Anarchy is analogous, but not equal, to Voluntarism. Voluntarism and Anarchism are like-terms, but they have opposite connotations.
The term “Anarchy” is derived from the Greek word “archon,” meaning “ruler,” conjoined with the negating prefix “an.” The etymological definition of “Anarchy” is “without a ruler.” Anarchy is the rejection of the belief in a ruler or government. For this reason, anarchy has a negative connotation.
Voluntarism is derived from the Latin “voluntas,” meaning “will.” Voluntarism is the principle or policy that all human interaction should be based on voluntary participation and the rejection of all human interaction based on coercion. Voluntarism has an affirmative connotation and can stand alone, being that it is a positive act of will rather than an aversion to the state.
The driving principle behind voluntarism is the non-aggression principle. The non-aggression principle is the concept that no person has the right to initiate force against another. No person, no group, no organization, no corporation and no state has the right to initiate aggression against anybody else.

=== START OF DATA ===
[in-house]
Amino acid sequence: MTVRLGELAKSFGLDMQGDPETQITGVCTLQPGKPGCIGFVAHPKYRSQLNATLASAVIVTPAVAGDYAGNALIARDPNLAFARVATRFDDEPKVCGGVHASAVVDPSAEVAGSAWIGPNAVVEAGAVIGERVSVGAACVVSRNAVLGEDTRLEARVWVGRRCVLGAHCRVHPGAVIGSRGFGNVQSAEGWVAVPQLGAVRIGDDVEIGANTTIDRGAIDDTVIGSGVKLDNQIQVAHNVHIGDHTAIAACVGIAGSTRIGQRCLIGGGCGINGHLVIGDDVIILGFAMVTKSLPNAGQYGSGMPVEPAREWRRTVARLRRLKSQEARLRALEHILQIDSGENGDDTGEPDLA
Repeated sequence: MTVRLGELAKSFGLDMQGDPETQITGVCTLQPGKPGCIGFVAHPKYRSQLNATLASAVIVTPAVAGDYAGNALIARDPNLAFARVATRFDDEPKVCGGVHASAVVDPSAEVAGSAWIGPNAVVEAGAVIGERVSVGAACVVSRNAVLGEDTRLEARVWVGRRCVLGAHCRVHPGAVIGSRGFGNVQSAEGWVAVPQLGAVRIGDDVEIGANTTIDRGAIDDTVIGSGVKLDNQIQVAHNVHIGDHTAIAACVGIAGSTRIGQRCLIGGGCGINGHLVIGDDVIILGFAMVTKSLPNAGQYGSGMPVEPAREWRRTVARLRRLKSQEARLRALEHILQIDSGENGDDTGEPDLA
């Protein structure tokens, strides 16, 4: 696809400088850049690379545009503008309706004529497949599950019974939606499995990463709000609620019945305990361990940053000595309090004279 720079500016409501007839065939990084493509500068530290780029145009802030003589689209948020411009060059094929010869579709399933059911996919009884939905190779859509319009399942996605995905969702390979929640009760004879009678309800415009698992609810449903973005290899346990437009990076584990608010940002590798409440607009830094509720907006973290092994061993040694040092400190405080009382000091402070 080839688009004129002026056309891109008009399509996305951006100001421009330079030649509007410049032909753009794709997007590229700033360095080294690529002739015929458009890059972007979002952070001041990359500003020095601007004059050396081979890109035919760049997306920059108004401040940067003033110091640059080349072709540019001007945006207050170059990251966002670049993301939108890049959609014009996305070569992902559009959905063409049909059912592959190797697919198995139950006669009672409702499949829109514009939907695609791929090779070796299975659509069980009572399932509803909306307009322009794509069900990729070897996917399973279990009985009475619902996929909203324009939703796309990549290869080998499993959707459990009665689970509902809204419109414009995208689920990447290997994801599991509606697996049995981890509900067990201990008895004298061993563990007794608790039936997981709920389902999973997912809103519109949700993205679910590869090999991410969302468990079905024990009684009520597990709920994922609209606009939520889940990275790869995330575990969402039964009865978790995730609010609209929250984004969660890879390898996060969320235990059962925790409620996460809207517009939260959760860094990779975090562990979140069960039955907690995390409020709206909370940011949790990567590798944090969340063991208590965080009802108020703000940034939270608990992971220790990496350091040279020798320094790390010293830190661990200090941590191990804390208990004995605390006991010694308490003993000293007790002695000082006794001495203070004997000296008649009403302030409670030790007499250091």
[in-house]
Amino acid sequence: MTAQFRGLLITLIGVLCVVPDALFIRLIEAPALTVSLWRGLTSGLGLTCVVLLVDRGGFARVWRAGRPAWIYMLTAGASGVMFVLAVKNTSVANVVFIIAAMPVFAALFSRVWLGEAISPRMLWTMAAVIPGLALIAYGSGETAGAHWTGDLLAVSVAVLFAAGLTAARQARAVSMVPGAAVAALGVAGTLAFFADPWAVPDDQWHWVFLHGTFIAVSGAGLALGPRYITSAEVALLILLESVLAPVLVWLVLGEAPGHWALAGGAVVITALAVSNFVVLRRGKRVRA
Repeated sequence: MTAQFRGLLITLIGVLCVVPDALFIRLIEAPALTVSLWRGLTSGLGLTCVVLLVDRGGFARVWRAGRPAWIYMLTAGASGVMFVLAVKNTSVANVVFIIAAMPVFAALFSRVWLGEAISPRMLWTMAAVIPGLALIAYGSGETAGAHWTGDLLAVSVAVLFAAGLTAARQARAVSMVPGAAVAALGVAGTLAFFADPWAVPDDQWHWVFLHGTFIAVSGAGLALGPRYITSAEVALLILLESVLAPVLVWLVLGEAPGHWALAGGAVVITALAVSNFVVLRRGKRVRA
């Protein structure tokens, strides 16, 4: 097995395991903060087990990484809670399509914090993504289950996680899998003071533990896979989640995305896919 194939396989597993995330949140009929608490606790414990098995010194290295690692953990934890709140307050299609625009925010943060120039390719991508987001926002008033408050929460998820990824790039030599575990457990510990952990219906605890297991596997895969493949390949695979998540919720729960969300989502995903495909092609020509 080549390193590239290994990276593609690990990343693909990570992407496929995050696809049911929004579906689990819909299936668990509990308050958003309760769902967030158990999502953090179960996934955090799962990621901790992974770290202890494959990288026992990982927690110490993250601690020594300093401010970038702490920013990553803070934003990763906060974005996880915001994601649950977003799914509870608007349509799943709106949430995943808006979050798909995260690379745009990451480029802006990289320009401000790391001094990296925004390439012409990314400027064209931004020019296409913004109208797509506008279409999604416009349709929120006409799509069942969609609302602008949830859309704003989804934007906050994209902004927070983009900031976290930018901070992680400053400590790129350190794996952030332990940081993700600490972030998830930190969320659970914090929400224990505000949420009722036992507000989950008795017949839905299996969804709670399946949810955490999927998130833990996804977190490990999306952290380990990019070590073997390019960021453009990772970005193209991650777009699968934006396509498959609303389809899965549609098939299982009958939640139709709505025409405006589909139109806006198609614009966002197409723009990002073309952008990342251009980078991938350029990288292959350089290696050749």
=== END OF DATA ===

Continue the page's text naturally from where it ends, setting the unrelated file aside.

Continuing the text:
In practical terms, Voluntarism and Anarchy have the same general implication: the formulation of a society based on voluntary association rather than coercive means.
However, there does seem to be a confusion in the anarchist community about this concept. It seems to be based in a distortion of language, stemming from a long-held cultural misconception in the meaning of anarchy being misrepresented as “chaos.”
Anarchy is not the absence of rules; it is the absence of rulers. Chaos, at the present time, resides in the predation of the legalized monopoly on violence known as government. The only order we can establish in a free society is that which is had through voluntary interaction between willing and peaceable participants.